Reese Witherspoon was spotted on her way to a business meeting in Century City, California on Friday. The actress was dressed in a bold red dress and animal print heels. The 41-year-old looked extra confident and strong, no doubt relieved to finally coming clean after years of keeping her alleged sexual assault as a teen a secret.
On Monday Reese attended the 24th Annual Elle Women in Hollywood event with her 18-year-old lookalike daughter, Ava Phillippe. Reese took the stage to introduce honoree and fellow actress Laura Dern, but the Academy Award winner first revealed that a director had sexually assaulted her when she was 16 years old. Reese went on to say that this was not an isolated incident and that she had suffered “multiple experiences of harassment and sexual assault” during her long career as an actress.
Reese joins the increasing numbers of women in Hollywood who are adding their voices and personal stories to the “me too” movement encouraged by fellow actress Alyssa Milano on Twitter. While the Big Little Lies actress and producer admitted that she has been feeling both anxious and guilty about not speaking up sooner. After having shared her story, Reese says she is feeling, “less alone this week than I’ve ever felt in my entire career.”
Read Reese’s Elle Women In Hollywood speech below and let us know what you think in the comments section or tweet us @Star_News.
“I didn’t sleep at all last night. This is going to be a real emotional rollercoaster because, before we get started honoring one of my very favorite people in the whole world, I just want to say, this has been a really hard week for women in Hollywood, for women all over the world, for men in a lot of situations and a lot of industries that are forced to remember and relive a lot of ugly truths.
I have my own experiences that have come back to me very vividly, and I found it really hard to sleep, hard to think, hard to communicate. A lot of the feelings I’ve been having about anxiety, about being honest, the guilt for not speaking up earlier or taking action. True disgust at the director who assaulted me when I was 16 years old and anger that I felt at the agents and the producers who made me feel that silence was a condition of my employment.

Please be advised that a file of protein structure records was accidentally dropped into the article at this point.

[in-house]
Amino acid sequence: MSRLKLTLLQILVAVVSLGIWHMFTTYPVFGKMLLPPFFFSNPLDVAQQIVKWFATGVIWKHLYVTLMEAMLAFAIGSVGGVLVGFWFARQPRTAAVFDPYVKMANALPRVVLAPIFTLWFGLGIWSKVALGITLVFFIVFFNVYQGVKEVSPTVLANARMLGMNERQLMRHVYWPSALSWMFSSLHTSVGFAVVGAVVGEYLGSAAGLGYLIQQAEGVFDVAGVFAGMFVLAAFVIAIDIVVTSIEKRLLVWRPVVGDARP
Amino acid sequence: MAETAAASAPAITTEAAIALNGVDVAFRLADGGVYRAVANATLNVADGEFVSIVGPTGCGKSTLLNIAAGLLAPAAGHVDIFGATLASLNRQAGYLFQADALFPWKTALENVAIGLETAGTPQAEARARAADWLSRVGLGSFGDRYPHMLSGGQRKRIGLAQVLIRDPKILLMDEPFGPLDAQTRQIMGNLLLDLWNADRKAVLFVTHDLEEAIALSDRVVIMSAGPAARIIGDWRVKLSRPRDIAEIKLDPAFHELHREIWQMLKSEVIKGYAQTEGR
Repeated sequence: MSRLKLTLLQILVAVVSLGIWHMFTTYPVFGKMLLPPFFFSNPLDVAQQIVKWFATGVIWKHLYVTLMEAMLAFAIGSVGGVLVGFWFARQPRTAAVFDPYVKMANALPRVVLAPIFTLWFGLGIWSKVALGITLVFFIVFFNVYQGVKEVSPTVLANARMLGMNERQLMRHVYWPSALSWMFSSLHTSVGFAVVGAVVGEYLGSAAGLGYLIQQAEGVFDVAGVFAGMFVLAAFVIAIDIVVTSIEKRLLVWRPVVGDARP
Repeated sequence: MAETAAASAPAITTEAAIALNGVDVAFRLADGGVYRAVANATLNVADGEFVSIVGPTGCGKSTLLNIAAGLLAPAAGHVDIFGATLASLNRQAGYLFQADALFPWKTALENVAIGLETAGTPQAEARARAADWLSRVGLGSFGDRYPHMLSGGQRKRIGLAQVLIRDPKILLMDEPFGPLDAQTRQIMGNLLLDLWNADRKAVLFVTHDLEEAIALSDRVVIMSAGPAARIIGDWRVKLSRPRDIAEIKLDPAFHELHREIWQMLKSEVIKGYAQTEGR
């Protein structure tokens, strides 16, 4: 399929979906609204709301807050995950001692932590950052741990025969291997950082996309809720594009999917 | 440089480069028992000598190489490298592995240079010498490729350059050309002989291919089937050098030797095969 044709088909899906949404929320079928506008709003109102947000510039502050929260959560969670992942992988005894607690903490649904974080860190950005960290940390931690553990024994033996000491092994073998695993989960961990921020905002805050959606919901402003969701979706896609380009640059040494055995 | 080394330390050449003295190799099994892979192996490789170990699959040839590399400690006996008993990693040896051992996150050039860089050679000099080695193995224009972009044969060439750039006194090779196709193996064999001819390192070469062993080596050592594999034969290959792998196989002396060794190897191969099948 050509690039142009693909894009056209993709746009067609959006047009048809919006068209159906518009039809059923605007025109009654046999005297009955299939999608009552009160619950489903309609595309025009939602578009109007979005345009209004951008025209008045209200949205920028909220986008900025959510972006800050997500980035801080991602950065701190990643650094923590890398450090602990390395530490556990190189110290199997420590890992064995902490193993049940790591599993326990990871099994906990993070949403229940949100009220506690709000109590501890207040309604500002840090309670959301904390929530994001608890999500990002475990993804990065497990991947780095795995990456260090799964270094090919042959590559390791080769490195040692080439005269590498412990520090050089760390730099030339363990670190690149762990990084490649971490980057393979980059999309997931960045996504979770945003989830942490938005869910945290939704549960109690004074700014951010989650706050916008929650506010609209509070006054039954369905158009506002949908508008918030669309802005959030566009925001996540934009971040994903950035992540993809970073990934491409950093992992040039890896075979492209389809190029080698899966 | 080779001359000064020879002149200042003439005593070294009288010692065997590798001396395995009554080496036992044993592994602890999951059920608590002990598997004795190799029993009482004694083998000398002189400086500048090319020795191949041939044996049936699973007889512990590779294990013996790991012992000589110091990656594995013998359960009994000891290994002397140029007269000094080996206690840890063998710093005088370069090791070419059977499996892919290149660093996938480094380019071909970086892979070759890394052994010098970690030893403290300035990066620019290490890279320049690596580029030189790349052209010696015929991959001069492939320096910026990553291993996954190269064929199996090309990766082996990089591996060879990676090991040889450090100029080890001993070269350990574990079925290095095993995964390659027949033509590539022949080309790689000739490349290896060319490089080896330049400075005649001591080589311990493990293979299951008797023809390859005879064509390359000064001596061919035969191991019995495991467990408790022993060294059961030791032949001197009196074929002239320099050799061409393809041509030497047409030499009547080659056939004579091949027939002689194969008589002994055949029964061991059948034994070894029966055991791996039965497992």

And I wish I could tell you that that was an isolated incident in my career, but sadly, it wasn’t. I’ve had multiple experiences of harassment and sexual assault, and I don’t speak about them very often, but after hearing all the stories these past few days and hearing these brave women speak up tonight, the things that we’re kind of told to sweep under the rug and not talk about, it’s made me want to speak up and speak up loudly because I felt less alone this week than I’ve ever felt in my entire career.
And I’ve just spoken to so many actresses and writers, and particularly women who’ve had similar experiences, and many of them have bravely gone public with their stories. And that truth is very encouraging to me and to everyone out there in the world because you can only heal by telling the truth. Very smart, wise women have told me that in the past three days, and I feel very encouraged by this group of people tonight who have created a community of people who are champions now of a new attitude toward harassment in our industry and every industry that’s going to address the abuse of power in this business and every business and I feel really, really encouraged that there will be a new normal.”